3. Activate your team.
Company leaders have a responsibility to engage the broader organization in social good efforts-- and to ensure everyone has the bandwidth to contribute time and effort to local volunteering or fundraising events. Make it simple for your team to put day-to-day work aside on a regular basis and to give back to local communities.
One easy way to do this is to give employees time off each year to participate in social good efforts. Bay Area companies like Salesforce, Cisco and Intuit for example have created a contagious culture of giving back that stems from giving each employee a designated number of days off per year to volunteer.
At Okta, each employee gets three days of volunteer time off per year, and we integrate volunteering into our new hire orientation process to infuse giving back into the Okta experience from the start. A commitment to providing this time off benefit ensures social good is on everyone's mind, and it's good for team morale, too; a recent study showed companies engaged in CSR programs saw a 50 percent reduction in employee turnover.
4. Don't go it alone.
I co-founded an integration company-- so unsurprisingly, I've found that partnering with technology companies committed to driving the future of work and building seamless customer experiences has helped us grow faster and smarter. This partnership mindset applies to joining forces with like-minded companies committed to helping the community. Teaming up with other organizations amplifies efforts and can help build relationships with business partners, customers, prospects and industry peers -- furthering both business and community objectives.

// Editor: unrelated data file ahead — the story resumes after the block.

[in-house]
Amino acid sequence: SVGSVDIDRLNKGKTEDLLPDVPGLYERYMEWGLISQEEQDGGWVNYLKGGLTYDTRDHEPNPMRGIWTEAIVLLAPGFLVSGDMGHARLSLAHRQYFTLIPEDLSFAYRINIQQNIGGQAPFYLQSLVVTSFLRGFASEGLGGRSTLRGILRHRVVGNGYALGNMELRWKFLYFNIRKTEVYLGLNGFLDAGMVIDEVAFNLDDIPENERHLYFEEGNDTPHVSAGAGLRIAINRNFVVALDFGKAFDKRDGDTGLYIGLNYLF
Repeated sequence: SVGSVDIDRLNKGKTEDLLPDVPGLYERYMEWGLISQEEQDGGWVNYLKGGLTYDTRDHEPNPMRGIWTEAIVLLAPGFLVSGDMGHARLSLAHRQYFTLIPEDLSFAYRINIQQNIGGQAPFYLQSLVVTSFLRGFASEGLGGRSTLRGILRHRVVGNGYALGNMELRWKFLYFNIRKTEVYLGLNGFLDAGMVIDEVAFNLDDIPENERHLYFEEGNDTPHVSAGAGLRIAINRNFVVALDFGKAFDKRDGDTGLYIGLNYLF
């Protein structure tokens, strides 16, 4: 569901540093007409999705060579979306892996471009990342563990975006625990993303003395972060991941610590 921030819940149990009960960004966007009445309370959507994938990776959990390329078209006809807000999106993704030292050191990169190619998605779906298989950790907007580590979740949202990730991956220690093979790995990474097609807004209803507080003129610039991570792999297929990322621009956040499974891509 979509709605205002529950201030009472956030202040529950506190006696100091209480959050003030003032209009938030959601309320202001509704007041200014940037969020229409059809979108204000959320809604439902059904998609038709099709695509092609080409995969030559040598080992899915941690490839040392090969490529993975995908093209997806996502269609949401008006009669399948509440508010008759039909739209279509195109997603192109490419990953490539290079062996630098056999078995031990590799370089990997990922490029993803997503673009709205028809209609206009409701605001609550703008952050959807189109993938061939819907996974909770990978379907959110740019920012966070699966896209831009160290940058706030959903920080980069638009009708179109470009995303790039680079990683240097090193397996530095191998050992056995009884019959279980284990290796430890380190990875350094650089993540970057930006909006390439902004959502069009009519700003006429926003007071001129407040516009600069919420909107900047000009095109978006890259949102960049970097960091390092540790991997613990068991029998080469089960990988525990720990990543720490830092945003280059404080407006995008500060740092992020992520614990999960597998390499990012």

Look for initiatives in your community that bring companies together and align with your organization's social impact goals. As an example, the #ImpactCloud initiative offers inroads for impact-oriented technology companies to combine forces and accelerate digital transformation for social impact organizations. The initiative inspired us, Box.org, DocuSign Impact, Salesforce.org and Twilio.org to collaborate and transform how the technology sector can support greater change together.
Creating a successful social impact program does not stem from just one person at a company; it's a team effort, ideally supported by leaders dedicated to giving back, motivated employees and community partners who view corporate giving in a similar light. We all have a responsibility to give back, and our success is linked to our communities: businesses can't thrive unless our communities are thriving as well. The earlier you embed the "giving mindset" into your organization, the easier it will be for your company to scale alongside the mission and build on it as you grow.